Guild Wars 2 is an incredible massively-multiplayer online role-playing game. The goal of Guild Wars 2, developed by ArenaNet, is to save the world, complete quests, and get awesome loot; objectives similar to that of many other MMORPGs such as World of Warcraft. However, Guild Wars 2 differentiates itself from its spiritual predecessors with its dynamically-changing world, incredible graphics, and the elimination of annoying and tedious time-wasters that have plagued the MMORPG genre.
The best items in Guild Wars 2, naturally, require a large amount of effort and money to obtain. In order to create Legendary weapons, players must obtain large amounts of an item known as Globs of Ectoplasm. Globs of Ectoplasm (abbreviated as “Ecto”) are obtained randomly when a player salvages a Rare item using a Salvage Kit. Due to their high demand, Ecto effectively serve as a second currency in Guild Wars 2.
Using the best Salvage Kit (that doesn’t require paying real-world money), players received, on average, 0.9 Ecto per Rare Item Salvage, a value that has been well-documented and well-tested. But after a patch released a couple days ago, players on the Official Guild Wars 2 forums and Reddit began to notice that the drop rate for Ecto was much lower, with no mention in the patch notes.
How do you prove something that occurs at random now occurs less frequently?
What is “Random”?
The first rule of any official MMO forum: never accuse the developers of making implicit changes to the game unless you have proof. Such tactics are commonly employed by forum trolls and it makes building a community more difficult.
The second rule of any official MMO forum: never accuse the developers of manipulating probability. As with normal gambling, players can hit a streak of bad luck with loot drops, enemy critical attacks, etc. But the anecdotal data from one player is not sufficient proof of any probability change. (an old meme from the World of Warcraft era mocked the userbase’s inability to comprehend the definition of random)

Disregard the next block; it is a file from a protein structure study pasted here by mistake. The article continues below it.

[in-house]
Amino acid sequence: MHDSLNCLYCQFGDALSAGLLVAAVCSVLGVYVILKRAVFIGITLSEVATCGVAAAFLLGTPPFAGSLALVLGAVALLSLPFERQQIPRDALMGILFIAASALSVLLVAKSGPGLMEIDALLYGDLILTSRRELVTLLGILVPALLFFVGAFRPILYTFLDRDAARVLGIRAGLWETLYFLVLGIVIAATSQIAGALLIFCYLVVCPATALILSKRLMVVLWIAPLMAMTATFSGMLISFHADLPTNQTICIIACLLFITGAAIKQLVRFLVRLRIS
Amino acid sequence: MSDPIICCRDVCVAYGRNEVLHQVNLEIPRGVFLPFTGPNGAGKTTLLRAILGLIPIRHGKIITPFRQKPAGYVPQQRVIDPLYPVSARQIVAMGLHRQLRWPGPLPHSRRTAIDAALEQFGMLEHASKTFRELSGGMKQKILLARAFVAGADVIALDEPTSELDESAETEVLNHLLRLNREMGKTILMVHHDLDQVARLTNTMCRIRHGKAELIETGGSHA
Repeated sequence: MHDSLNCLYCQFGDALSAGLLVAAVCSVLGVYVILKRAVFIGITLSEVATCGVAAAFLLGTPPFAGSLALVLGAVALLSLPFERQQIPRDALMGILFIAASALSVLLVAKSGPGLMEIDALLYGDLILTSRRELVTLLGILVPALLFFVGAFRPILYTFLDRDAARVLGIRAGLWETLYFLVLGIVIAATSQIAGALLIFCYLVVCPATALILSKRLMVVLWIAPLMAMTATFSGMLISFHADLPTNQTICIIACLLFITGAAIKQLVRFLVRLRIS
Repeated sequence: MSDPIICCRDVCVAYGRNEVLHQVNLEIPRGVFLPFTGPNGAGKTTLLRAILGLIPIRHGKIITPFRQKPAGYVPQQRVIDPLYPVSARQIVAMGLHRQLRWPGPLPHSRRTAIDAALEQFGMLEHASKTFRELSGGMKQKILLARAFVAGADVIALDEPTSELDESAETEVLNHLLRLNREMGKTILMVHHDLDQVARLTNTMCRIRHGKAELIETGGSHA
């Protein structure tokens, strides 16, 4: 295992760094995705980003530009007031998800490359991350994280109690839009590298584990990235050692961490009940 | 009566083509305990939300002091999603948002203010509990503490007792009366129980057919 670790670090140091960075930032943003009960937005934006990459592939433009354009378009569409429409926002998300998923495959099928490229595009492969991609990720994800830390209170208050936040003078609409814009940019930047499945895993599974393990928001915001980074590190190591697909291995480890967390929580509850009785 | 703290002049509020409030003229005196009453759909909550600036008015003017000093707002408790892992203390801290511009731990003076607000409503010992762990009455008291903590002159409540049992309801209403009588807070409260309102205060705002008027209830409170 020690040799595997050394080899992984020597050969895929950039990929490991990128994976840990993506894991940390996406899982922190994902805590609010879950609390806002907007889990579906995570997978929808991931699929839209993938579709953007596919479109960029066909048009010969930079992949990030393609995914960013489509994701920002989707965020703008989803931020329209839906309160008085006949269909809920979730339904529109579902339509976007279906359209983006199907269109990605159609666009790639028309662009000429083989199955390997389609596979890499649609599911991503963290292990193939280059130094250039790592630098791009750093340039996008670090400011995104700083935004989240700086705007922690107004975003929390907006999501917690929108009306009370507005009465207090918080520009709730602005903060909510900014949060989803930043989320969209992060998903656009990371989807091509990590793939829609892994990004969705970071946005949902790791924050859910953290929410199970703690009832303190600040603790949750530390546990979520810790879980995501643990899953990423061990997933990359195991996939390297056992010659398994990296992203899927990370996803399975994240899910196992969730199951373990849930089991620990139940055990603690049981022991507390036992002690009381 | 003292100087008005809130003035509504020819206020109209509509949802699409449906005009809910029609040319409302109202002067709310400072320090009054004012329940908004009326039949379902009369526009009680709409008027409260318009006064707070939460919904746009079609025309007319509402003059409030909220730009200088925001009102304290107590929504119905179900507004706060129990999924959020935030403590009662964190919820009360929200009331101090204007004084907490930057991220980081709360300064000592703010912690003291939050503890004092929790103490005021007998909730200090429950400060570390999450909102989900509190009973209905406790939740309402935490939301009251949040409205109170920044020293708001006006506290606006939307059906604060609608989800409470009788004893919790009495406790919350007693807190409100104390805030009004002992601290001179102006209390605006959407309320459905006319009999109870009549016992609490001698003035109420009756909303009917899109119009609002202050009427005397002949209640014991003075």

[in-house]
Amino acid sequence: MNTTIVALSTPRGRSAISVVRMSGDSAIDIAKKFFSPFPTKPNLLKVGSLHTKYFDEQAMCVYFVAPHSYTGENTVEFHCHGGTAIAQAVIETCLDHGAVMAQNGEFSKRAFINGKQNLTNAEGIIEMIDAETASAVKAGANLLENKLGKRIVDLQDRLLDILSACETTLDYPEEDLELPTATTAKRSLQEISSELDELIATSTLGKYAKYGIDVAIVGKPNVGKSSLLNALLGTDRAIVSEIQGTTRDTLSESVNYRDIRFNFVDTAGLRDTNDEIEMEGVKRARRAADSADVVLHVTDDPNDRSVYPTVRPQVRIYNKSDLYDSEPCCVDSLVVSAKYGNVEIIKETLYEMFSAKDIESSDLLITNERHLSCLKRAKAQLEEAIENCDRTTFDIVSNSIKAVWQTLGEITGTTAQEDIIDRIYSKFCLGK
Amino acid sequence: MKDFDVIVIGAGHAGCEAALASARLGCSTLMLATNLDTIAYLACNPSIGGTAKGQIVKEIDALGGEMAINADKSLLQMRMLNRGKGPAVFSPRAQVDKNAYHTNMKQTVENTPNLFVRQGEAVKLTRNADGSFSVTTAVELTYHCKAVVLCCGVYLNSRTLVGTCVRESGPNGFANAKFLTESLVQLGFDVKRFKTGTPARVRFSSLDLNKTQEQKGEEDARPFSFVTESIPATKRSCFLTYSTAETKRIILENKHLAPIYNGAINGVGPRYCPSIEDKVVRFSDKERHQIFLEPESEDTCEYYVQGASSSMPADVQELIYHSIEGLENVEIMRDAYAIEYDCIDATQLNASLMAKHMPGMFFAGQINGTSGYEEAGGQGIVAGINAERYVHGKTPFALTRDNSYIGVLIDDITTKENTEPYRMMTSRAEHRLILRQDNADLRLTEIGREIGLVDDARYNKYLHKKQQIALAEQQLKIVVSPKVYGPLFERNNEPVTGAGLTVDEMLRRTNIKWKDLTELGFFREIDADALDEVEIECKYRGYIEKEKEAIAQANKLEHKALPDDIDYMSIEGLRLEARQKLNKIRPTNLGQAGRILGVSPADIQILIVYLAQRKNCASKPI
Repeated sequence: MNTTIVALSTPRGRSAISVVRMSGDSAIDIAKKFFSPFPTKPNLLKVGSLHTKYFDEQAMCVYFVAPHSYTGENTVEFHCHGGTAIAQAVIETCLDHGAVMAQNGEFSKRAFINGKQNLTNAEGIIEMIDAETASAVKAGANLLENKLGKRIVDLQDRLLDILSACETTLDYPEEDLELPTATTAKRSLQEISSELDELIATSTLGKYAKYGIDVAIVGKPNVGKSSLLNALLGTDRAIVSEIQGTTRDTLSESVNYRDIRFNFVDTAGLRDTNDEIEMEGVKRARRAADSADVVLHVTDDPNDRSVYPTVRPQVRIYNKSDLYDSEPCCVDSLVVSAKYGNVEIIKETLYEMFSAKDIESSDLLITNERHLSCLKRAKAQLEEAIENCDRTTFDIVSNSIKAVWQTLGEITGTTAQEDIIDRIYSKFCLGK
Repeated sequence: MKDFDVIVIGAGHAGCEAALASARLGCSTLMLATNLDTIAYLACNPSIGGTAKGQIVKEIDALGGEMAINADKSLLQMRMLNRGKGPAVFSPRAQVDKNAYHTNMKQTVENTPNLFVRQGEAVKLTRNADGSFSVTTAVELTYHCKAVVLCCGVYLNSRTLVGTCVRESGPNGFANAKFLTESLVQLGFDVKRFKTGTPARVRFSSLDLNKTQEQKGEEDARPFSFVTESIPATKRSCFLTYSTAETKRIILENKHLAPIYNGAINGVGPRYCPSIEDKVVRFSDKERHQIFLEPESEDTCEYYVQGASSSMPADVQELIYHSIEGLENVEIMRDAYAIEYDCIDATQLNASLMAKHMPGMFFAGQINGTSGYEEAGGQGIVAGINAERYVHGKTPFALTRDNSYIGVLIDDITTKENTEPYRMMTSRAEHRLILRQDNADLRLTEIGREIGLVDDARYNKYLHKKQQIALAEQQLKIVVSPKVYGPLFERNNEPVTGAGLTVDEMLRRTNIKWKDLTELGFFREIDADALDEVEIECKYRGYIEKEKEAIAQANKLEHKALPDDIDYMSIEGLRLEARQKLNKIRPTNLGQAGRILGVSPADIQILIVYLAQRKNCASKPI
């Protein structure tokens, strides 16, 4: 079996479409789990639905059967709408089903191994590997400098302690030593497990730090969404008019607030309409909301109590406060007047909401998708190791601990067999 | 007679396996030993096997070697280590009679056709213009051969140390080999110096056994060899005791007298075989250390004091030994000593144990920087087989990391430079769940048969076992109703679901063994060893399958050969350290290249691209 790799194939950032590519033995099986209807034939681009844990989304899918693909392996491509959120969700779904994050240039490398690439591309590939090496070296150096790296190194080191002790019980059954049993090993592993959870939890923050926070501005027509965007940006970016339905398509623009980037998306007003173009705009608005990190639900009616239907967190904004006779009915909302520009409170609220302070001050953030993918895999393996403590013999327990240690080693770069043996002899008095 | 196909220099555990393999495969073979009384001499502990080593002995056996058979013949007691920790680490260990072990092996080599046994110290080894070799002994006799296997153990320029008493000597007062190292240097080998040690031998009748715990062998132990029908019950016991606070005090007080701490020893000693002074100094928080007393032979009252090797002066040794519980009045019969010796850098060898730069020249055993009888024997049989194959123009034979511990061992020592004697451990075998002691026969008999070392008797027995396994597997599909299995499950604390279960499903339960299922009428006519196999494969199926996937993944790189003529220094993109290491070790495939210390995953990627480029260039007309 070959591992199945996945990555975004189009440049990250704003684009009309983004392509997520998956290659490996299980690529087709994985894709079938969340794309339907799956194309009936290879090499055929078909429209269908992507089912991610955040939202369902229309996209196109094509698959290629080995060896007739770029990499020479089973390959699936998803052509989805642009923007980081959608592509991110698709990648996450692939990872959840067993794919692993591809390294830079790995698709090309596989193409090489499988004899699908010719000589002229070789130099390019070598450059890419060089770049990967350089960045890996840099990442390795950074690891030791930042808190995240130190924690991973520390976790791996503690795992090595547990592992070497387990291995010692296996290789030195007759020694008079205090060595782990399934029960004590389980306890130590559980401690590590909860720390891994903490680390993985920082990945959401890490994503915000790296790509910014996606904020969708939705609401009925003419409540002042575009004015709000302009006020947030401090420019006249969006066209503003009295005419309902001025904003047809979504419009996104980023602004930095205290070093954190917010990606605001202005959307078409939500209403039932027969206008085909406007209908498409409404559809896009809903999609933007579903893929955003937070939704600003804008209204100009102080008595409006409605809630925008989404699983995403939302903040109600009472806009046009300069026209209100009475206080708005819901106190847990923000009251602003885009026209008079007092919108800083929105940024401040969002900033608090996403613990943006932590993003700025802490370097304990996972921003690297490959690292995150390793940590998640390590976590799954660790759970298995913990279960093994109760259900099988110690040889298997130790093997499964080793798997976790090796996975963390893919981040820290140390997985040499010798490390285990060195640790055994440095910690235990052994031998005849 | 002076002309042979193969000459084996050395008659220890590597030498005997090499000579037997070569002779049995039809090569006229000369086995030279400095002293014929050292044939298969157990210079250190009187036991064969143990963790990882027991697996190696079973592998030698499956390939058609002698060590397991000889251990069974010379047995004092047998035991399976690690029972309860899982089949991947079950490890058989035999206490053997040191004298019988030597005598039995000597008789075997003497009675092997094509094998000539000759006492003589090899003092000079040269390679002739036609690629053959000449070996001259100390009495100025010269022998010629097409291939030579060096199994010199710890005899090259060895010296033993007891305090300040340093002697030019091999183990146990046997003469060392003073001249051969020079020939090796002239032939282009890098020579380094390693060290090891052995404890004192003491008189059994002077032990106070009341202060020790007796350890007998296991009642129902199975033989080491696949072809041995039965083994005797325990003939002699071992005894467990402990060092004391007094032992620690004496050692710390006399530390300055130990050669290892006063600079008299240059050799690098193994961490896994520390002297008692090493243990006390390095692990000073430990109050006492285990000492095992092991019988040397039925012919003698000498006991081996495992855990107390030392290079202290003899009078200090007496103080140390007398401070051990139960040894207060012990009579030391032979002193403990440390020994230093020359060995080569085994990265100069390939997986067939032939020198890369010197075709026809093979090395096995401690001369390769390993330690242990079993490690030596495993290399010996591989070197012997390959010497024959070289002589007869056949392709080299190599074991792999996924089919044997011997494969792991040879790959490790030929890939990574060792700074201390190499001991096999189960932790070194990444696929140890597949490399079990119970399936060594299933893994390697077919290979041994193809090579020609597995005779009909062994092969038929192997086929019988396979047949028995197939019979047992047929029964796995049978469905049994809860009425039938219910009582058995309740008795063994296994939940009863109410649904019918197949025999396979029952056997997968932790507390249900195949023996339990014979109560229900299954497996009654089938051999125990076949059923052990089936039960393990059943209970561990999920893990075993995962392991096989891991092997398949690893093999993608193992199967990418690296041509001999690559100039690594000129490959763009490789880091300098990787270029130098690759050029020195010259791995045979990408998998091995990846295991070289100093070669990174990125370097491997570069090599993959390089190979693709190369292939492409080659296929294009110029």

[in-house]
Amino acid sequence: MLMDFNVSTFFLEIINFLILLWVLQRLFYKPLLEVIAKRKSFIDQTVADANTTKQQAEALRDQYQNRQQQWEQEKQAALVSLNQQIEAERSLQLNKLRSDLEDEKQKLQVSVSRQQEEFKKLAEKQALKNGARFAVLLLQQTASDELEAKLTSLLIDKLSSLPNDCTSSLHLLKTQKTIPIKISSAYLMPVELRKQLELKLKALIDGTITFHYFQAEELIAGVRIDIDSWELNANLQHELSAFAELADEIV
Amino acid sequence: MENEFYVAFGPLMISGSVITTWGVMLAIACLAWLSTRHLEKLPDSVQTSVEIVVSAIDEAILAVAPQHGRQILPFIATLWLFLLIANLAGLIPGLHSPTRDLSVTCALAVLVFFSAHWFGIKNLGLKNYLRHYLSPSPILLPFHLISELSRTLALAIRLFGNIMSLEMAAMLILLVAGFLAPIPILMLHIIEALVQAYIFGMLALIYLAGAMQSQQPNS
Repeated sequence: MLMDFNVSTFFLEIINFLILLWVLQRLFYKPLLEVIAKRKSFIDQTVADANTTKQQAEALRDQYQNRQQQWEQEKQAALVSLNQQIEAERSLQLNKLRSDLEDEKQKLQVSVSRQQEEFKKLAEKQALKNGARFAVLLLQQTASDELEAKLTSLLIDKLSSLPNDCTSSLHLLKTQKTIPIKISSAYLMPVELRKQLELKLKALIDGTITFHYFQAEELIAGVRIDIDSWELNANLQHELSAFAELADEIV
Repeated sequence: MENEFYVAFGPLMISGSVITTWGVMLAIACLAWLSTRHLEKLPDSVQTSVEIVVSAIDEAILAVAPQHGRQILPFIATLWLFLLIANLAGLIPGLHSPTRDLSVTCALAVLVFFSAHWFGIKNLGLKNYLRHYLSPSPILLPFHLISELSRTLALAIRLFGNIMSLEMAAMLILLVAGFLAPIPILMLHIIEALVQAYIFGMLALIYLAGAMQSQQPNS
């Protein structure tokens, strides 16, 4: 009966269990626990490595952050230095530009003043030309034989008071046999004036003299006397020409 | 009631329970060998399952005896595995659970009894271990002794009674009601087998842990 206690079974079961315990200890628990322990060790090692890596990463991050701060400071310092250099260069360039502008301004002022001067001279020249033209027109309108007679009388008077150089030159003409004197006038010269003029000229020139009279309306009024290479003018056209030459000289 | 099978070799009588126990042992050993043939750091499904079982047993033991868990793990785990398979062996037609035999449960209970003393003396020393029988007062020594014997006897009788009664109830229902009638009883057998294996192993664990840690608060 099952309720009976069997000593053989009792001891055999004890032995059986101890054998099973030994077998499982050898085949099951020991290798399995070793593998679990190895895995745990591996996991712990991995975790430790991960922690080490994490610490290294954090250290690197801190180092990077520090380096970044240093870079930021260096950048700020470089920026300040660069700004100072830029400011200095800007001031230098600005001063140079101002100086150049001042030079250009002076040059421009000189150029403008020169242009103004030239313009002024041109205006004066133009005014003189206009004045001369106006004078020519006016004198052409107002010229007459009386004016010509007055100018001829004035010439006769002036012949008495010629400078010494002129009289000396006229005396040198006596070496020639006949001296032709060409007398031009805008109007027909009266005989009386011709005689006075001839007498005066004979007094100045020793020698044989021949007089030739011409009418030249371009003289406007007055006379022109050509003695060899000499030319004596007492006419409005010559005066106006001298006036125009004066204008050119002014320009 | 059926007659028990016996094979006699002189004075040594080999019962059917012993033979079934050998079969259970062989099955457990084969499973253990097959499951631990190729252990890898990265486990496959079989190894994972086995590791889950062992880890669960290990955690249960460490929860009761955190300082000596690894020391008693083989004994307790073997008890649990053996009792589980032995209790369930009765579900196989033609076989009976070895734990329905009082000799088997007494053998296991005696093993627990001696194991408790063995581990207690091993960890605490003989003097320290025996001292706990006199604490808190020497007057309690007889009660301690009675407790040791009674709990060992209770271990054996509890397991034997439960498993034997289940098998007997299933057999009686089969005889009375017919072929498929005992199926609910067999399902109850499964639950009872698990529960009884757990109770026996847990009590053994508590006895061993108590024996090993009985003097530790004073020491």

On May 28th, a player noted on the official GW2 forums that out of 166 salvages, he only received about 80 Ecto, or about 0.5 Ecto/Salvage. This is approximately half of the original rate of 0.9 Ecto/Salvage. Since the rate of new Ecto entering the market was halved with no change in demand, the Auction House price for Ecto began to steadily rise.
The price increase in the short-term was not economy-breaking, but when you need 250 Ectos to create a Legendary weapon in the long-term, it can add up very quickly.
Other players provided their experiences in the thread, with limited results such as “noticed this too, yesterday i salvaged 9 rares, got 4 ectos” and “20 rare at the end of my day, i save them before go bed: 0 ecto. wtf?”. Such sample sizes are much too low to satisfy the Law of Large Numbers and draw any remotely accurate conclusions.
Regina Buenaobra, ArenaNet Community Manager, eventually responded:
Changes to important things like salvage rates would be listed in the update notes if they have changed. If it’s not in the update notes, then no changes have been made by the development team.
So Word of God implies that everyone is wrong. Issue over?
Of course not!
No Such Thing As Too Much Data
Despite Regina’s dismissal, players continued to post in the thread and began quoting even larger sample sizes, such as a salvaging 500 Rares resulting in 286 Ectos (0.57 Ecto/Salvage) and salvaging 775 Rares resulting in 402 Ecto (0.52 Ecto/Salvage). With those sample sizes, the probability that the true salvage rate is unchanged from 0.9 Ecto/Salvage is essentially zero.
John Smith, ArenaNet’s resident economist, replied that he’ll “look into this and get back to you.” A day later, John made a promise that “if we change anything involving ectos, there will be public information on it.” Sure enough, on May 30th, a new patch was released with only one patch note:
Fixed a salvaging bug introduced in the last patch that sometimes caused salvage kits to yield incorrect results.
And that was that, the price of Ecto almost immediately dropped. All was well.
John left one final message: “Thanks to everyone for your help identifying the issue and providing great data for me to start with in my research.”
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